When you have many correlated variables, principal component analysis (PCA) is a classical technique to reduce the dimensionality of the problem. The PCA finds a smaller dimensional linear subspace that explains most of the variability in the data. There are many statistical tools that help you decide how many principal components to keep.
However, not all data can benefit from a PCA. If the variables are weakly correlated, it might not be possible to reduce the dimension of the problem. Bartlett's sphericity test provides information about whether the correlations in the data are strong enough to use a dimension-reduction technique such as principal components or common factor analysis.
This article discusses Bartlett's sphericity test (Bartlett, 1951) and shows how to run it in SAS. I provide two examples: one uses strongly correlated data for which a PCA would be an appropriate analysis; the other uses simulated data for which the variables are uncorrelated. For the second example, Bartlett's test tells us that a dimension-reduction technique will not provide any useful benefit. You need all dimensions to explain the variance in the data.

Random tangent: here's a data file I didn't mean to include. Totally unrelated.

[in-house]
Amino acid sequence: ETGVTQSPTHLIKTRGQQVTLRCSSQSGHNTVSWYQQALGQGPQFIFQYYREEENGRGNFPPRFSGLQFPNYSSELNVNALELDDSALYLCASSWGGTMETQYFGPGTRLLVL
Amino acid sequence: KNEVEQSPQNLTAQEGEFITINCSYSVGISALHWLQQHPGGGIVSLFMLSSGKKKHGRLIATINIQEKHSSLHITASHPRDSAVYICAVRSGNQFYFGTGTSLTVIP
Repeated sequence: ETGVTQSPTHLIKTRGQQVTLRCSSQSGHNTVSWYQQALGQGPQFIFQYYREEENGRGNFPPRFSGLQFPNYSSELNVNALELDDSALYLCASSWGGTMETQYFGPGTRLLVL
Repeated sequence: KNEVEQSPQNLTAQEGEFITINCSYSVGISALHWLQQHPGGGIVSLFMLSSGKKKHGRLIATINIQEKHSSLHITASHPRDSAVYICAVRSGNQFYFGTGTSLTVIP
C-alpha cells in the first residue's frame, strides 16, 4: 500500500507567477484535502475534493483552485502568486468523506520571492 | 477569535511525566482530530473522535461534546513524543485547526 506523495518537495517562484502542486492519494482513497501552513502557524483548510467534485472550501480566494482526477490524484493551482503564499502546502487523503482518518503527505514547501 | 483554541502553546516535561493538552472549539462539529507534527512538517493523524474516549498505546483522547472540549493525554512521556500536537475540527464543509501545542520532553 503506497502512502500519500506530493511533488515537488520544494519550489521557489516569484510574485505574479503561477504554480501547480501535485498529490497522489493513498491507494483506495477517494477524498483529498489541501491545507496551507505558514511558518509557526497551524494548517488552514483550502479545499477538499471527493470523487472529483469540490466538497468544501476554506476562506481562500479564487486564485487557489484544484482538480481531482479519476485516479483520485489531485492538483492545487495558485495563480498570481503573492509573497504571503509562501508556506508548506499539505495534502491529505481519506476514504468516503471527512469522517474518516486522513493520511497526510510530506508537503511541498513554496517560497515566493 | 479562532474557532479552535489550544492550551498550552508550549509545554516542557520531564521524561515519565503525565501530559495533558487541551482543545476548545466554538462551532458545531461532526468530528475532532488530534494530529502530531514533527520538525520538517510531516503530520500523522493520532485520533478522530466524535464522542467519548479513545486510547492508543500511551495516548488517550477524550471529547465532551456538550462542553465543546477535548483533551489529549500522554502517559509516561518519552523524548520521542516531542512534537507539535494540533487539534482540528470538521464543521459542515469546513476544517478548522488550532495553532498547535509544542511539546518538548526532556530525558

Choose the correct "Bartlett test"
Be aware that there are two tests that have Bartlett's name, and they are similar. The better-known test is Bartlett's test for equal variance, which is part of an ANOVA analysis. It tests the hypothesis that the variances across several groups are equal. The technical term is "homogeneity of variance," or HOV. The GLM procedure in SAS can perform Bartlett's test for homogeneity of variance. The documentation has a discussion and example that shows how to use Bartlett's HOV test.
Bartlett's sphericity test is different. Loosely speaking, the test asks whether a correlation matrix is the identity matrix. If so, the variables are uncorrelated, and you cannot perform a PCA to reduce the dimensionality of the data. More formally, Bartlett's sphericity test is a test of whether the data are a random sample from a multivariate normal population MVN(μ, Σ) where the covariance matrix Σ is a diagonal matrix. Equivalently, the variables in the population are MVN and uncorrelated.
Bartlett's sphericity test for correlated data